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Journal article

Toward a comprehensive understanding of the needs of elderly Ghanaians

Author:
DARKWA Osei K.
Journal article citation:
Ageing International, 25(4), Spring 2000, pp.65-79.
Publisher:
Springer
Place of publication:
New York

This article discusses the health, caregiving, socioeconomic, and service needs of elderly persons who live in Ghana. Brief sociodemographic information on the population is given. Challenges brought about by population ageing are discussed. Barriers to the provision of services to address the needs of the population are examined. Finally, measures are proposed to meet the challenges of providing services to elderly Ghanaians.

Book

The World ageing situation: exploring a society for all ages

Author:
UNITED NATIONS. Department of Economic and Social Affairs
Publisher:
United Nations. Department of Economic and Social Affairs
Publication year:
2001
Pagination:
131p.,tables,bibliogs.
Place of publication:
New York

Presents an overview of the many global issues around an ageing population. Contains chapters on: development and the ageing of populations in Africa; ageing rural populations in South East and East Asia; the situation of older people in newly industrialised countries of East Asia; the situation of older women in the Latin Americal region; global ageing and intergenerational equity issue; and rewriting lifemaps.

Journal article

Worldwide hunt for clues

Author:
INEICHEN Bernard
Journal article citation:
Journal of Dementia Care, 5(1), January 1997, p.28.
Publisher:
Hawker

The prevalence of dementia varies between different countries. The author reports on findings of very low rates in part of Africa, which if confirmed could hold vital clues for research.

Journal article

The elder in African society: the view from folklore and literature

Author:
MBELE Joseph
Journal article citation:
Journal of Intergenerational Relationships, 2(3/4), 2004, pp.53-62.
Publisher:
Routledge
Place of publication:
Philadelphia

Conventional wisdom presents the elder in African society as a wise, dignified and powerful figure, who keeps the culture alive and guides the young. This paper tries to demonstrate that this image of the elders in Africa is simplistic, using evidence from folklore and literature. Folklore, though a rarely used source for studies of this nature, is the most authentic expression of a people's reality and experience. Since it springs from the remote past, folklore bears the evidence of where the Africans have come from. Together with folklore, there are some literary works which are also used, since they spring from and appropriate key aspects of the folklore heritage. (Copies of this article are available from: Haworth Document Delivery Centre, Haworth Press Inc., 10 Alice Street, Binghamton, NY 13904-1580)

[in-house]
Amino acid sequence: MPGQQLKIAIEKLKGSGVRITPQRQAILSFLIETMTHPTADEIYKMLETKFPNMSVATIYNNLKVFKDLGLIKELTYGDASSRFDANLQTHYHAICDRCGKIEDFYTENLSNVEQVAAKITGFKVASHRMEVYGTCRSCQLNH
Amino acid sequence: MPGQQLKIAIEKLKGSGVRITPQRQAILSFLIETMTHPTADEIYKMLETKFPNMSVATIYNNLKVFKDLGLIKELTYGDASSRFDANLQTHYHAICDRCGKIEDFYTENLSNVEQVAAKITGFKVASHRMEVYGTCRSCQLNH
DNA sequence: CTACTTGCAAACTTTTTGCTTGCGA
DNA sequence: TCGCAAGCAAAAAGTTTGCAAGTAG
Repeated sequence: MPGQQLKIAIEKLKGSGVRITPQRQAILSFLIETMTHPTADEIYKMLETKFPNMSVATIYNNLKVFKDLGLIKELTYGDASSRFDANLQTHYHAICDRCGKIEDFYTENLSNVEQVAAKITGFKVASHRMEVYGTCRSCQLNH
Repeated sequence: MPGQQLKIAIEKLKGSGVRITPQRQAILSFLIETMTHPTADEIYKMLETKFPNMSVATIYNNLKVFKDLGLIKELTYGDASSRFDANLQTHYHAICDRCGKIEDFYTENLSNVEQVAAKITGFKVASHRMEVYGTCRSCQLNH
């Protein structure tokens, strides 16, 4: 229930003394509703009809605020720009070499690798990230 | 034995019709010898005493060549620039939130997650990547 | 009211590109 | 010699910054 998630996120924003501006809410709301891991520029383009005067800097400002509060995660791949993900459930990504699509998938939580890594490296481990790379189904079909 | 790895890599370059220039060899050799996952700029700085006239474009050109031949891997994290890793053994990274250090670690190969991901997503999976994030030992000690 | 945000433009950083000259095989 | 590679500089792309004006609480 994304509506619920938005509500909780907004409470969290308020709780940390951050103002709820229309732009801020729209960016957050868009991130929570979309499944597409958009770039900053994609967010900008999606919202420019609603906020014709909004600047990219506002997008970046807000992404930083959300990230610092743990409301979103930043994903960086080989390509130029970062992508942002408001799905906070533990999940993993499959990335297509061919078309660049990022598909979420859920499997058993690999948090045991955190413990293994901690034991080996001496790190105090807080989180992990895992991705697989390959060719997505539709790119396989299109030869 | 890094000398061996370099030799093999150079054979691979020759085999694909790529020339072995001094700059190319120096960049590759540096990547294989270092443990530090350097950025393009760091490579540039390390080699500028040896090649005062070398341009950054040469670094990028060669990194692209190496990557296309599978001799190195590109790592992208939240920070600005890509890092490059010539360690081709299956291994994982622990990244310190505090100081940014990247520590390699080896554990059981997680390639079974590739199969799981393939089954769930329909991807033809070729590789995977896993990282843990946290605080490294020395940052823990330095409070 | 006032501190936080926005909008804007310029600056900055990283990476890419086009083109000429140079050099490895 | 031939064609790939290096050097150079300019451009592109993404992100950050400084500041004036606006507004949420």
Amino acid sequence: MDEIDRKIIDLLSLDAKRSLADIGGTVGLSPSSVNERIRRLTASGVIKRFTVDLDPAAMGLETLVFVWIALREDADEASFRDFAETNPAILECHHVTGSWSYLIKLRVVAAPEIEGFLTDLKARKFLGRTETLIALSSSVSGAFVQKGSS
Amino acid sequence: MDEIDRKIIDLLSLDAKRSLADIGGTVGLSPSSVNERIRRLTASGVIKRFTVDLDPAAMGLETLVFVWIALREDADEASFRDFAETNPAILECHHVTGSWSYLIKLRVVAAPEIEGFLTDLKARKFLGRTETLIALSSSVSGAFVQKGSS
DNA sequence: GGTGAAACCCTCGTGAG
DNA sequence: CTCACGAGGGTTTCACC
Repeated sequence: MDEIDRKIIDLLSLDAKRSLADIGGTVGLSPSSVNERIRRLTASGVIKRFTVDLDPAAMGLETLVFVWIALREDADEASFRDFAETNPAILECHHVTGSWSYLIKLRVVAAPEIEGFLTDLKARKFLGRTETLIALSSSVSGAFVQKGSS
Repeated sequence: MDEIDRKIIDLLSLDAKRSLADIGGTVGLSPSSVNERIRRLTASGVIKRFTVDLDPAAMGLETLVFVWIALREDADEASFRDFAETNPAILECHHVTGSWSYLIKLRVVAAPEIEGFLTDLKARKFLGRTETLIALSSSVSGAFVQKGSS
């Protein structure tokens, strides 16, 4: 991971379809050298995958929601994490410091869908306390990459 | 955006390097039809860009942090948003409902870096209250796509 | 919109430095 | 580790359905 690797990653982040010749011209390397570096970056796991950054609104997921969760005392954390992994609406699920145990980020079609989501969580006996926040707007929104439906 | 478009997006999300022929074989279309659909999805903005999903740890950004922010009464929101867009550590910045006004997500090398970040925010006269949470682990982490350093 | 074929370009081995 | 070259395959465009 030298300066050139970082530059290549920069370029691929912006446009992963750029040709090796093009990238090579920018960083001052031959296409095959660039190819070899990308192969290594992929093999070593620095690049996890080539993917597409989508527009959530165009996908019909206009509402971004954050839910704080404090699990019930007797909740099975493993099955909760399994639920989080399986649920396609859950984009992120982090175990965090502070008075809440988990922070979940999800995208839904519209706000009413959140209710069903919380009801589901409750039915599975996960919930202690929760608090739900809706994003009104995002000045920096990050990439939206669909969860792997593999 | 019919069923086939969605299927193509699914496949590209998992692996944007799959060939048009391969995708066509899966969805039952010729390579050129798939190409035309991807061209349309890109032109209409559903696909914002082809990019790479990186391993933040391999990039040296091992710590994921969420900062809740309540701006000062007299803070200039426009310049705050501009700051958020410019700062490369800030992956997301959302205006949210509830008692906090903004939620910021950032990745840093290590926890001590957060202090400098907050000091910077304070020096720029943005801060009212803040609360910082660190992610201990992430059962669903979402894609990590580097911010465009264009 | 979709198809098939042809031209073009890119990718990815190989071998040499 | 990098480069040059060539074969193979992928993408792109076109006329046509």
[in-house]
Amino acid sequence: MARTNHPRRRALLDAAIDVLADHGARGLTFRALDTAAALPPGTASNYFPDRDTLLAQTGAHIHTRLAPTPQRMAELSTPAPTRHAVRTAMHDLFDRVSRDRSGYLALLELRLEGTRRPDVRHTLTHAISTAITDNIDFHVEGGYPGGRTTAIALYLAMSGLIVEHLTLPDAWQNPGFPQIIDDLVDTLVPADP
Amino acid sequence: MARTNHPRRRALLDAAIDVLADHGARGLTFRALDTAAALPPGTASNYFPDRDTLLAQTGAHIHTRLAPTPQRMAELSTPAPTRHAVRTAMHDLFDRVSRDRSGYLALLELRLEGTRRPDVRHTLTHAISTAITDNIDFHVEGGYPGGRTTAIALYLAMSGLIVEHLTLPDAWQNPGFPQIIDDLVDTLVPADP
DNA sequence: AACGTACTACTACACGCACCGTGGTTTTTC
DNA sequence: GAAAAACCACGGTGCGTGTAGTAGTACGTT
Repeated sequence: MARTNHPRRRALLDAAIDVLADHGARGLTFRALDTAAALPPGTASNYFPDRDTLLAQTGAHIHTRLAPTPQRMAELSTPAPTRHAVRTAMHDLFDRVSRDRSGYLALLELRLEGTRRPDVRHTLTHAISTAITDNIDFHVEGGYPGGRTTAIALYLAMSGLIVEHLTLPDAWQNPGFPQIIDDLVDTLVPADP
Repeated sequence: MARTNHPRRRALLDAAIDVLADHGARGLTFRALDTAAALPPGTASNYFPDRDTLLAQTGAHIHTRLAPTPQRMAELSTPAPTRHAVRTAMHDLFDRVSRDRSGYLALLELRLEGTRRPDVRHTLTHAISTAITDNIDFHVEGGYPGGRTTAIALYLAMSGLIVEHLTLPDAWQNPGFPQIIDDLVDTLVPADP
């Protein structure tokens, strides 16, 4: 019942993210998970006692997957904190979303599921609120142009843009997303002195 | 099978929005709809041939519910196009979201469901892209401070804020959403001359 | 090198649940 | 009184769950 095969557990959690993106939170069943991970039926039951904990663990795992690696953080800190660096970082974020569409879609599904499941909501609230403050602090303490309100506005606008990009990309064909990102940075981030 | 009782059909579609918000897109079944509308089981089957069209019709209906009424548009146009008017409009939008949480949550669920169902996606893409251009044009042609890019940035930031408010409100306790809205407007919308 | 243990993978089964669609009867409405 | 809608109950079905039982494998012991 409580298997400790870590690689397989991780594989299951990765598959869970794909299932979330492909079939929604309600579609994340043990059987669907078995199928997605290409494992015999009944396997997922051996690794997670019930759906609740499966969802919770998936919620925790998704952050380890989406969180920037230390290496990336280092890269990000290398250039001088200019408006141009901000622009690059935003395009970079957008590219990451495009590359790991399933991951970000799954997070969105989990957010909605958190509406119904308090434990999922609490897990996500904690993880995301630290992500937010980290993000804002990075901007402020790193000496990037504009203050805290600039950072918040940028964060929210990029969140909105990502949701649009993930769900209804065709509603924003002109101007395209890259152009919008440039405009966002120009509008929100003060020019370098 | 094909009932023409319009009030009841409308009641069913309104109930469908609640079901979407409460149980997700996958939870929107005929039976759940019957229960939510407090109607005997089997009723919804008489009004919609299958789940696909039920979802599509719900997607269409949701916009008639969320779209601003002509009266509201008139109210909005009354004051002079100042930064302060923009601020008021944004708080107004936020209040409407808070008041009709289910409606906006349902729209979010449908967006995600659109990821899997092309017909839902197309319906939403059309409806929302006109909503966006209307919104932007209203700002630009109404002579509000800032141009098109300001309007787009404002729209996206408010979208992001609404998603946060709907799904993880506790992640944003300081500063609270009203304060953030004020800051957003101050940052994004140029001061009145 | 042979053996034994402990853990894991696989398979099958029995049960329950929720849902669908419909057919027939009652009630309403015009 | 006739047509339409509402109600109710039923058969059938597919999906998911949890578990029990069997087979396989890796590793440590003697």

Journal article

Social security and older people: an African perspective

Author:
KASEKE Edwin
Journal article citation:
International Social Work, 48(1), January 2005, pp.89-98.
Publisher:
Sage

This article discusses the concepts and forms of social security and examines some of the systems and trends in Africa. Formal systems in Africa are poorly developed and suggestions are made for improving the situation.

Journal article

The World Health Organisation perspective on gender, ageing and health

Author:
KALACHE Alexandre
Journal article citation:
Ageing International, 24(4), Spring 1998, pp.39-48.
Publisher:
Springer
Place of publication:
New York

The World Health Organisation (WHO) Ageing and Health Program has adopted the notion of gender as a key perspective to it's programme components. In this article the author cites health and ageing examples from Japan, Africa and other nations to demonstrate why there is a need for increasing recognition of gender differences.

Journal article

Cross-cultural research into cognitive impairment and dementia: some practical experiences

Authors:
RICHARDS Marcus, BRAYNE Carol
Journal article citation:
International Journal of Geriatric Psychiatry, 11(4), April 1996, pp.383-387.
Publisher:
Wiley-Blackwell

Highlights the relevance and context of the work of Raymond Levy in the field of cognitive impairment and dementia in older Afro-Caribbean migrants to the UK. Also outlines examples of continuing research in this area.

Book

Coping with old age in a changing Africa: social change and the elderly Ghanaian

Author:
APT Nana Araba
Publisher:
Avebury
Publication year: